Virtru Read Receipts allow you to identify who has accessed files and emails sent from your organization. Virtru users can also rescind emails and files — even after they have been sent. These two features are a powerful combination for breach mitigation and business data protection. If you’re quick enough to rescind, read receipts will serve as proof that your message hasn’t been opened. On the other hand, if one or more recipients click your message before you rescind it, you can identify exactly who has seen the message and remediate the breach.
For example, If you accidentally send out a patient’s HIPAA PHI to a group of recipients but manage to rescind it before it’s opened, you’re not required to file a HIPAA breach notification. Even if one of your recipients open it first, it limits the scale and damage from the breach. Rescinding the message will prevent the other recipients from seeing it, prevent the recipient who has seen it from accessing it in the future, and help satisfy the breach mitigation requirement.
4) Data Loss Prevention — Business Data Protection Against Human Errors
It’s important to protect against sophisticated hackers, but mistakes are an even bigger risk. Even mistyping an email address or accidentally forwarding a sensitive attachment can breach corporate security. Data Loss Prevention (DLP) provides an extra layer of business data protection by detecting and correcting potentially risky emails before they’re sent to the recipient.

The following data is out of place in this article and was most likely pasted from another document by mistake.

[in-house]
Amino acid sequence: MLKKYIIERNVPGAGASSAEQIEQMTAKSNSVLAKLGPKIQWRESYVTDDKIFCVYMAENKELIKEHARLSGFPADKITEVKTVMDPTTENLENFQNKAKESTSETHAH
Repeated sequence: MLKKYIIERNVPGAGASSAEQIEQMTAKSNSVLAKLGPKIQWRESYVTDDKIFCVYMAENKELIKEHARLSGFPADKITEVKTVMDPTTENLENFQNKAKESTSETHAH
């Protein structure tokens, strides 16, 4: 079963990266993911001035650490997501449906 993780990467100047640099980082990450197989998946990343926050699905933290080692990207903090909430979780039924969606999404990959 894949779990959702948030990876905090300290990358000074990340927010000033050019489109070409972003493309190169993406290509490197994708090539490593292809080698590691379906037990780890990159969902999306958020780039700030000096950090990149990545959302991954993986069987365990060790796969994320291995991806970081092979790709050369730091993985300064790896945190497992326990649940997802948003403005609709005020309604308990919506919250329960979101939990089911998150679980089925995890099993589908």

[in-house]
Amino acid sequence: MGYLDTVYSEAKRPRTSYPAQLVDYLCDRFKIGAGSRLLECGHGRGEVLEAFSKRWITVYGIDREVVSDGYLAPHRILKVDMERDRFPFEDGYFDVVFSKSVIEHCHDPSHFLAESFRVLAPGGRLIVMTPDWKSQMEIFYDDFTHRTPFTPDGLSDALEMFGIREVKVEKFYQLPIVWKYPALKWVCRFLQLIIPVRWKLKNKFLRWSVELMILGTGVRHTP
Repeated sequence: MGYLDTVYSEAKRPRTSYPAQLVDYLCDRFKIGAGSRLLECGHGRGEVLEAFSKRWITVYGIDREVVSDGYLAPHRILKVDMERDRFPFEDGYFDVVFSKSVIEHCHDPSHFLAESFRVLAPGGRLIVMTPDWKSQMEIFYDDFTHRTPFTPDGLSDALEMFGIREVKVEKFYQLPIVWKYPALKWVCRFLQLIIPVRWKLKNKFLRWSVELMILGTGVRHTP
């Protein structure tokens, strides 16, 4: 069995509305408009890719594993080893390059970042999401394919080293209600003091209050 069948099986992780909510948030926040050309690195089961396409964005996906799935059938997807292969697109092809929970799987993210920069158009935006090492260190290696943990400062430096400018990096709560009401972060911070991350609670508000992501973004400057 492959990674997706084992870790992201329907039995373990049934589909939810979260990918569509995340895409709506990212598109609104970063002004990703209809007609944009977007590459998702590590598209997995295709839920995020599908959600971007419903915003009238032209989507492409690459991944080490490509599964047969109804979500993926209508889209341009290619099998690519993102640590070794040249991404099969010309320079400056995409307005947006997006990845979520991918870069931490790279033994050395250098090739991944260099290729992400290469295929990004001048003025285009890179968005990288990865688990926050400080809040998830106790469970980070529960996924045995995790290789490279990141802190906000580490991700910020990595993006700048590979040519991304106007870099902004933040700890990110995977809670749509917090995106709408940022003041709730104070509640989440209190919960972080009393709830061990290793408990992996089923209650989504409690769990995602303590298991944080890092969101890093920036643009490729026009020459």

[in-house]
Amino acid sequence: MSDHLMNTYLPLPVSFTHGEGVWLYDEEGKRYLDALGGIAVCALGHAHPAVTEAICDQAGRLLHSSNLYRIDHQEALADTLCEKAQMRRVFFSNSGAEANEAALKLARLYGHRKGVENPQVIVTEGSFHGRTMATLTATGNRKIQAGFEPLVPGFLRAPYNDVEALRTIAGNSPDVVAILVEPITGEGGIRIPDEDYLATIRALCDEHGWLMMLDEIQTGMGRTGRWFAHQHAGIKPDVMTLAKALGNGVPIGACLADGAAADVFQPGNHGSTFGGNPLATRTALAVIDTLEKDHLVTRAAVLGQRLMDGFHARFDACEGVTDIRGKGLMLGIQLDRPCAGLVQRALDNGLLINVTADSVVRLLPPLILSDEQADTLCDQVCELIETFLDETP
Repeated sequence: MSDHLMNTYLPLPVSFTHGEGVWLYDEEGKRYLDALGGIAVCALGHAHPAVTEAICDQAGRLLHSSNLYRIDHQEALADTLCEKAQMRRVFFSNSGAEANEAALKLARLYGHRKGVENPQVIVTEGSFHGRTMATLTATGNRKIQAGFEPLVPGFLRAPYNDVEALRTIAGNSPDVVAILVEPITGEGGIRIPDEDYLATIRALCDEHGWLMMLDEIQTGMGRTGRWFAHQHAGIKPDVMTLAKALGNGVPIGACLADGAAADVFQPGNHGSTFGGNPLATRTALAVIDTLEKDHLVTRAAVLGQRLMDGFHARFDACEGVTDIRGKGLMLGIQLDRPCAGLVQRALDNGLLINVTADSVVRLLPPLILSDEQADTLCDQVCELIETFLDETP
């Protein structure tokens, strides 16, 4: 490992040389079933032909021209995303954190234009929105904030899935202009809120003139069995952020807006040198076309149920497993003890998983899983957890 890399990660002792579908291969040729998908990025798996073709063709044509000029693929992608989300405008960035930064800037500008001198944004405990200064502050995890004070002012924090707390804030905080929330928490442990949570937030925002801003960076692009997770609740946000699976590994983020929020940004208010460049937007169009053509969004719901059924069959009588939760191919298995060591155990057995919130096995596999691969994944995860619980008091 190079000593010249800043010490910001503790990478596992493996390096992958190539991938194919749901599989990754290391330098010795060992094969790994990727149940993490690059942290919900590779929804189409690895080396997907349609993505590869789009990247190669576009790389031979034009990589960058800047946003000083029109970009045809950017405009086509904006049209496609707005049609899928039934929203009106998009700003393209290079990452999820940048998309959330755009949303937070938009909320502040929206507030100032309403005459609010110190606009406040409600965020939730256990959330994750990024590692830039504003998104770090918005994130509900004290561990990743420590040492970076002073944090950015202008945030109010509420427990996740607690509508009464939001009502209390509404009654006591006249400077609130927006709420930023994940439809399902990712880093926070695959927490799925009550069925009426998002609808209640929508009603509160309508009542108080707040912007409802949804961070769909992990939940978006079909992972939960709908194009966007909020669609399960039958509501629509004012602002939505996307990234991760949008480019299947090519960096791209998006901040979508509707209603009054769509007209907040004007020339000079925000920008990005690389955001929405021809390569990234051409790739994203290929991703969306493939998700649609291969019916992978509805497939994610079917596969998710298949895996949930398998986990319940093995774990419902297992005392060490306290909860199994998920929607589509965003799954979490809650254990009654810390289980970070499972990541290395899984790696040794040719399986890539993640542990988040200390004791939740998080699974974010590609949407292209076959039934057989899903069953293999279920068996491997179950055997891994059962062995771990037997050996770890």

Virtru DLP automatically scans the title, addresses, body and attachments of your organization’s emails, and uses customizable compliance rules to remediate risk. When a user tries to send out a risky message, Virtru DLP can:
- Display a warning
- Encrypt the email
- Strip attachments
- Attach text (e.g. a legal disclaimer)
- Forward it to an administrator (using CC or BCC, if desired)
Not only does this prevent errors that could breach compliance, like sending sensitive data in an unencrypted email or putting a credit card number in the body of an email — it also enforces organization-specific business data protection policies. For example, you can automatically encrypt all data sent to business partners, or strip attachments sent outside of your organization to ensure workers don’t move data off of your chosen productivity or file sharing apps.
Learn More About Business Data Protection
We hope this series has boosted your cyber security awareness insights. Use these resources to take a more in-depth look into corporate security.